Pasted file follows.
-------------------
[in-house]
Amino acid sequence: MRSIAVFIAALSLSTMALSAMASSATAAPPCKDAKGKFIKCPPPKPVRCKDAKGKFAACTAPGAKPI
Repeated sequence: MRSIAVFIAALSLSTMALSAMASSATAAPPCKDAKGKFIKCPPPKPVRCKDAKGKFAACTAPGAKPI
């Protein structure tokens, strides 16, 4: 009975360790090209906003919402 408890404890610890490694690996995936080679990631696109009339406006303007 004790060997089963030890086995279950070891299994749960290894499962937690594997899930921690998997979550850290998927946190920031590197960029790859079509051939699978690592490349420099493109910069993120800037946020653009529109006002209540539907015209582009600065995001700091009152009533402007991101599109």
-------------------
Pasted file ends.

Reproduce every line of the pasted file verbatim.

[in-house]
Amino acid sequence: MRSIAVFIAALSLSTMALSAMASSATAAPPCKDAKGKFIKCPPPKPVRCKDAKGKFAACTAPGAKPI
Repeated sequence: MRSIAVFIAALSLSTMALSAMASSATAAPPCKDAKGKFIKCPPPKPVRCKDAKGKFAACTAPGAKPI
């Protein structure tokens, strides 16, 4: 009975360790090209906003919402 408890404890610890490694690996995936080679990631696109009339406006303007 004790060997089963030890086995279950070891299994749960290894499962937690594997899930921690998997979550850290998927946190920031590197960029790859079509051939699978690592490349420099493109910069993120800037946020653009529109006002209540539907015209582009600065995001700091009152009533402007991101599109």